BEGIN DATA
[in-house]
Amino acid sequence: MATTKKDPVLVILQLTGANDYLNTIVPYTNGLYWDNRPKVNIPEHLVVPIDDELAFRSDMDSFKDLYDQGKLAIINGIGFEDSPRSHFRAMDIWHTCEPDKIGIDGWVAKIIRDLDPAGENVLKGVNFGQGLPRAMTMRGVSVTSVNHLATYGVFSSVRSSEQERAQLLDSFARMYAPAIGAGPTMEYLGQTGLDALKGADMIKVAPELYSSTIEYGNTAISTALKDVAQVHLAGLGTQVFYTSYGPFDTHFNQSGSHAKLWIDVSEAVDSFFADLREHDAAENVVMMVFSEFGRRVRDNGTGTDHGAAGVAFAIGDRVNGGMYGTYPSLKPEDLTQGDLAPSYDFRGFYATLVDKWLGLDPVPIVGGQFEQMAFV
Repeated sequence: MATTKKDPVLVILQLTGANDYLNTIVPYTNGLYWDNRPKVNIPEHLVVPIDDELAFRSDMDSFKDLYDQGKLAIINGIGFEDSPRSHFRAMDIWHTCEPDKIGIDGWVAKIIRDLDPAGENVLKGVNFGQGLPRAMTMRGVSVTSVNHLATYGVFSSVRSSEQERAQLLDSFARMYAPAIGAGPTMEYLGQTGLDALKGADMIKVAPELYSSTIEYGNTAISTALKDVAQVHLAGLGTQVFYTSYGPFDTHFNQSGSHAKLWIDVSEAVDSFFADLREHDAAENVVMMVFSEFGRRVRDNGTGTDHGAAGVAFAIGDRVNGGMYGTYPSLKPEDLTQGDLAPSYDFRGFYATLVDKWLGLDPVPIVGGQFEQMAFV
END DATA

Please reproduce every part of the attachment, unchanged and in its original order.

[in-house]
Amino acid sequence: MATTKKDPVLVILQLTGANDYLNTIVPYTNGLYWDNRPKVNIPEHLVVPIDDELAFRSDMDSFKDLYDQGKLAIINGIGFEDSPRSHFRAMDIWHTCEPDKIGIDGWVAKIIRDLDPAGENVLKGVNFGQGLPRAMTMRGVSVTSVNHLATYGVFSSVRSSEQERAQLLDSFARMYAPAIGAGPTMEYLGQTGLDALKGADMIKVAPELYSSTIEYGNTAISTALKDVAQVHLAGLGTQVFYTSYGPFDTHFNQSGSHAKLWIDVSEAVDSFFADLREHDAAENVVMMVFSEFGRRVRDNGTGTDHGAAGVAFAIGDRVNGGMYGTYPSLKPEDLTQGDLAPSYDFRGFYATLVDKWLGLDPVPIVGGQFEQMAFV
Repeated sequence: MATTKKDPVLVILQLTGANDYLNTIVPYTNGLYWDNRPKVNIPEHLVVPIDDELAFRSDMDSFKDLYDQGKLAIINGIGFEDSPRSHFRAMDIWHTCEPDKIGIDGWVAKIIRDLDPAGENVLKGVNFGQGLPRAMTMRGVSVTSVNHLATYGVFSSVRSSEQERAQLLDSFARMYAPAIGAGPTMEYLGQTGLDALKGADMIKVAPELYSSTIEYGNTAISTALKDVAQVHLAGLGTQVFYTSYGPFDTHFNQSGSHAKLWIDVSEAVDSFFADLREHDAAENVVMMVFSEFGRRVRDNGTGTDHGAAGVAFAIGDRVNGGMYGTYPSLKPEDLTQGDLAPSYDFRGFYATLVDKWLGLDPVPIVGGQFEQMAFV